Analytics’ journey to the unicorn club spans two decades and multiple product realignments. Starting as an analytics SaaS (Software-as-a-Service) company addressing database queries to an AI-enabled SaaS solution for decision making, the startup has come a long way.
Based in Mumbai and New York, it has spun off some of its AI products such as Qure.ai and Theremin.ai, apart from making multiple tuck-in acquisitions on the way to bolster its offerings. Most recently, Fractal Analytics acquired Neal Analytics to scale its AI offerings on the Microsoft multi-cloud ecosystem.
Founded in 2000 by IIM Ahmedabad alumni Srikanth Velamakanni, Pranay Agrawal, Nirmal Palaparthi, Pradeep Suryanarayan, and Ramakrishna Reddy, it was valued at over $1 billion earlier this year when it raised $360 million from private equity firm TPG Capital Asia.
At present, only Srikanth and Pranay continue to helm the startup after the other co-founders exited between 2007 and 2012.
Fractal’s path to unicorn club
Fractal operates in a space where the competitors include Accenture, InstaDeep, McKinsey-owned QuantumBlack, among others.
Technology research and consulting firm Gartner estimates the AI software market to be valued at $62 billion in 2022. This includes applications with AI embedded in them, as well as software that is used to build AI systems.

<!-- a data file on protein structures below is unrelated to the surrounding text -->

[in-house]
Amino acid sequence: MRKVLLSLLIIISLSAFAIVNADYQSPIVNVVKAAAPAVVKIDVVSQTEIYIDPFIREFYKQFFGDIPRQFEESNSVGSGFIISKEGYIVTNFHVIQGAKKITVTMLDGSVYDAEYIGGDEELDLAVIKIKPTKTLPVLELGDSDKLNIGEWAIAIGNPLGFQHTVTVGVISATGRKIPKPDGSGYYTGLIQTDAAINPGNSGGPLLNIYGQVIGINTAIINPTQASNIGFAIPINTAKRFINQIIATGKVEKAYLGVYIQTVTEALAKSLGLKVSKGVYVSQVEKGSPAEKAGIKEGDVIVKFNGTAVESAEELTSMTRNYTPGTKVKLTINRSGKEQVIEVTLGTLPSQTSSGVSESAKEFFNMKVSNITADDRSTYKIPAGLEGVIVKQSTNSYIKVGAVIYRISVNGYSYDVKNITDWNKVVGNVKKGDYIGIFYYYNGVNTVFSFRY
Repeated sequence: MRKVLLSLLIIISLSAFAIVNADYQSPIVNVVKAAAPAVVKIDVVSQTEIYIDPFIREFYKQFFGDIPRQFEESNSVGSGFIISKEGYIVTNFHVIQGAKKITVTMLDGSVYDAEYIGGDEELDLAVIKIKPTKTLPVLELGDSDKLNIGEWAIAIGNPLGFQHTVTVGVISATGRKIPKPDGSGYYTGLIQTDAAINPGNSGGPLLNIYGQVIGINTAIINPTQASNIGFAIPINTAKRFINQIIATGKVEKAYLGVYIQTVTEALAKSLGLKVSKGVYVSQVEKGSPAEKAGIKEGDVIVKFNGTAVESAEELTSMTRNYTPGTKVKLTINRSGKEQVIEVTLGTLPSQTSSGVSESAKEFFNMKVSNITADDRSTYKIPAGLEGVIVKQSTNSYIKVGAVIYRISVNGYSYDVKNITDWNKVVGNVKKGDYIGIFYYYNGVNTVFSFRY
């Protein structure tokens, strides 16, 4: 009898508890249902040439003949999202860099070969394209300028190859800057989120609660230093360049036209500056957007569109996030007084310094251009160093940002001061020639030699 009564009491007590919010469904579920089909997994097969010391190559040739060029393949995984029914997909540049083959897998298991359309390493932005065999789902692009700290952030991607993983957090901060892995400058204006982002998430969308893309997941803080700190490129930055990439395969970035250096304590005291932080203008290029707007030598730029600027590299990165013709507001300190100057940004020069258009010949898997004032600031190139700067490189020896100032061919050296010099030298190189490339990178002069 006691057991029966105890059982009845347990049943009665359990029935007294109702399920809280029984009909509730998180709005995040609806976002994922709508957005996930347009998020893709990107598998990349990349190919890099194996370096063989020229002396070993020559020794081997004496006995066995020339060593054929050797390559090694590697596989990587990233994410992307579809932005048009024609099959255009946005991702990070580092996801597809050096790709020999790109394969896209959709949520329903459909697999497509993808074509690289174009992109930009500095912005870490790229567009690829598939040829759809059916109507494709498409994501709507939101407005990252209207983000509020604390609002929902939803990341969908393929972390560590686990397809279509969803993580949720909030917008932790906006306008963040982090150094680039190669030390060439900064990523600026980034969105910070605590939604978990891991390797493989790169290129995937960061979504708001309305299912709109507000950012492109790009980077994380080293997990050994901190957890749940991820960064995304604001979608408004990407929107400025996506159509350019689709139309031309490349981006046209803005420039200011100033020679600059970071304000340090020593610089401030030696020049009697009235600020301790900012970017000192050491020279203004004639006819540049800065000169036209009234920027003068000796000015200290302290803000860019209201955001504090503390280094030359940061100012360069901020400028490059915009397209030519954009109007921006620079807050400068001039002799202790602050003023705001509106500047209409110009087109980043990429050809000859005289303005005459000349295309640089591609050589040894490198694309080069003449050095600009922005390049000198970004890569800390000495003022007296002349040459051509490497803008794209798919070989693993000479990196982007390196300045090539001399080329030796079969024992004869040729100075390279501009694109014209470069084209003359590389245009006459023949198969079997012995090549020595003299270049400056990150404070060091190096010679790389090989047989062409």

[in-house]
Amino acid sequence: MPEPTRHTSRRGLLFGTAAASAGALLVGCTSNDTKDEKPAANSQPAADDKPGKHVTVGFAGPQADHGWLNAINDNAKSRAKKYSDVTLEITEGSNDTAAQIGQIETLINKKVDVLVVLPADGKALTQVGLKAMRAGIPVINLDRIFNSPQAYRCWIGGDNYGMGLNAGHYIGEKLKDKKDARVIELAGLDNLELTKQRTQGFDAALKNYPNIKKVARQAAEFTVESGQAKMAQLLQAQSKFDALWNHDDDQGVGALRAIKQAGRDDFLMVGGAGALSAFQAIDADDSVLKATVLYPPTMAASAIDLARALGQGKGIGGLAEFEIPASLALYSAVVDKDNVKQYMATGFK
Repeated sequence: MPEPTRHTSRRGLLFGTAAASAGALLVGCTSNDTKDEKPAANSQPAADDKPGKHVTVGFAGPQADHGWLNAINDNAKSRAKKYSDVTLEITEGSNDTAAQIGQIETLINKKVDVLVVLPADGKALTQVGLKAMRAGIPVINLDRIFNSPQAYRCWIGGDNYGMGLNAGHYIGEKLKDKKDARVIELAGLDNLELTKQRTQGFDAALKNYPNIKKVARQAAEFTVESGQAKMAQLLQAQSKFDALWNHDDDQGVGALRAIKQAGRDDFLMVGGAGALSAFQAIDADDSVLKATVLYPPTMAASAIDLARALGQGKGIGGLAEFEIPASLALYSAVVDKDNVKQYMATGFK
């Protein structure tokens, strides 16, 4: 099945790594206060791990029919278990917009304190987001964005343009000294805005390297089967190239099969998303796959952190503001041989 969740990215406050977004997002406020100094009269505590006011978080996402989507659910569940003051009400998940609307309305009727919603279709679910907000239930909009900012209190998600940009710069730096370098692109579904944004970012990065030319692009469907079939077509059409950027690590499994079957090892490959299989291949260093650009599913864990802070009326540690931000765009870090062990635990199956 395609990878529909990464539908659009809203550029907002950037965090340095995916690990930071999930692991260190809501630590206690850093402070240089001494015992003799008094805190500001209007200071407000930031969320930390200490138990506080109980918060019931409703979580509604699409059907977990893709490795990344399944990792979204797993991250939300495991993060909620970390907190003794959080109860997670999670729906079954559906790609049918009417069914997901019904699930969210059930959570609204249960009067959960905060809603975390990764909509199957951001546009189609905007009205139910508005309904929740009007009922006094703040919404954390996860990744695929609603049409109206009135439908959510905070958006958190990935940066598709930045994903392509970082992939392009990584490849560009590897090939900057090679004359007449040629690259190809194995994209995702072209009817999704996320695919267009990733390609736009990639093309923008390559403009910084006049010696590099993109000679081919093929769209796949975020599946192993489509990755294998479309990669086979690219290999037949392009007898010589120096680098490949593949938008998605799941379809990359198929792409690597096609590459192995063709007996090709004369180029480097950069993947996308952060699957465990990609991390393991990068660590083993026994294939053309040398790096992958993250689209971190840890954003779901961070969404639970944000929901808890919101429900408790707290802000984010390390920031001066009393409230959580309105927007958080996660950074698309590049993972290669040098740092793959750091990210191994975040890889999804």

Moving closer to Fractal’s current selling point, according to a report by MarketsandMarkets, the global Robotic Process Automation (RPA) and Hyper Automation market is estimated to grow from $9.2 billion in 2022 to $26 billion in 2027 at a CAGR of 23.1 percent.
The report says that the growth will be boosted by three broad buckets of technology—digital transformation with advanced techniques, surging demand for artificial intelligence and machine learning (AI/ML) and advanced analytics technologies, and rising demand for automated solutions for business continuity and planning.
This primes Fractal Analytics for growth and capturing a bigger share of the market. In a conversation with YourStory, Srikanth Velamakanni, Co-founder, Group CEO, and Vice Chairman at Fractal, says that the company is ready for its public market debut as soon as the indicators are favourable, which will be a part of its “100-year journey”.
He adds that in the coming year, Fractal will work on bringing data and algorithms to every client decision, use cutting-edge AI to automate and build self-learning systems and design for humans by bringing in behavioural economics and design thinking.
YourStory (YS): How has Fractal evolved since 2000? Can you tell us about your journey to becoming an AI company?
Srikanth Velamakanni (SV): If I divide the industry into three distinct phases, pre-2010 was the cottage industry phase as we could not do it at scale. From an algorithm standpoint, deep learning hadn’t made much progress at the time. Around 2008-09, there was research popping up on deep learning making big strides, and by 2010, it was clear that a revolution was unleashed when Mark Zuckerberg was seen attending an AI and deep learning training programme in Canada in 2011.
Between 2010 and 2015, there were significant investments in AI by Big Techs, including Google, Microsoft, Facebook, Amazon, Netflix, and others. Fractal started to see the first signs of the industry scaling up around the time, and we built our first set of products in the world of AI.